Marshall Orson for DeKalb Schools - A Better Board.  Better Schools.  DeKalb Deserves It.
Best Practices for Our Schools and Our Classrooms
 
Three Guiding Principles: 
1.     Every child deserves a high quality education.   
2.     We must be accountable for results.   
3.     The school board must be educationally focused, fiscally
        responsible, and committed to every child.
 
Here is what Marshall believes the Board of Education MUST do: 

 1.    Ensure great schools for all students.  This is what our children deserve and is an absolute necessity if DeKalb is to prosper.  We must not fall victim again to the divisive actions which pit one part of DeKalb against another or one group of DeKalb citizens against another, all of which undermine the entire system.  We are making decisions examined through the lens of whether it supports student success. 

 2.    Be fiscally responsible and intelligent.  We must manage the budget smartly, using most of our resources to educate our children.  We must make wise decisions on the budget, which includes understanding not only the costs but the benefits of the programs we fund. We must not waste resources pursuing frivolous lawsuits or paying the criminal legal fees for the now-indicted, former Superintendent.  We must be transparent on how we intend to spend your money. 

 3.    Make smart decisions. Board members must make decisions for the long-term health of the school system, not short-term expediency or perceived easy decisions. 

 4.    Encourage public engagement and participation, and be transparent.  Board members should actively encourage the public’s participation in the education system, and not just during election season.  This participation includes restoring the role of school councils in the selection of principals, a role eliminated by the current Board.  The Board must notify the public of what it intends to do rather than hiding behind multiple called meetings and publishing a bare minimum agenda.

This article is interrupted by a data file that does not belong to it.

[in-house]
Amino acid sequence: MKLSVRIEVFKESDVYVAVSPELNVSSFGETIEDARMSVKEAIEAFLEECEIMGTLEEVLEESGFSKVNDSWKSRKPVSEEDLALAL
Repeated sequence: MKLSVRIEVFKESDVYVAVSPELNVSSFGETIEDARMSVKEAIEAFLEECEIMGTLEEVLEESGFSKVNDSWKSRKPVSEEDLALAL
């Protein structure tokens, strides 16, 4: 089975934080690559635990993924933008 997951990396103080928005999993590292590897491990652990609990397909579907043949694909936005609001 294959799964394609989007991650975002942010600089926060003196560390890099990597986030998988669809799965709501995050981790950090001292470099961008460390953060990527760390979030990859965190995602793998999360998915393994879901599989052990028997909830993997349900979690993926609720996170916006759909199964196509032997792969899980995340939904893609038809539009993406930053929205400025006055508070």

5.    Encourage innovation.  One-size-fits-all is a guarantee of failure.  While there should be standards for every school, schools should also innovate and adapt to meet the needs of their communities, reaching beyond those standards to achieve greater success.  Charter schools must be part of this innovation, allowing more freedom in exchange for results. 

6.    Reduce bureaucracy, increase school-based decision-making. The central office should play a role in setting standards and ensuring accountability, but not managing schools.  Shrink the central office and align positions to support the work of our schools. Hire great principals and allow them to run their schools so long as they are successful.  We must change the culture where the central office thinks it runs the schools rather than supporting the schools.  We must change the culture where the Board of Education thinks it is more important than schoolhouse faculty and staff. 

 7.    Be accountable. We must focus on long-term results, not short-term results.  We must be honest about our failures and be ready to try new things.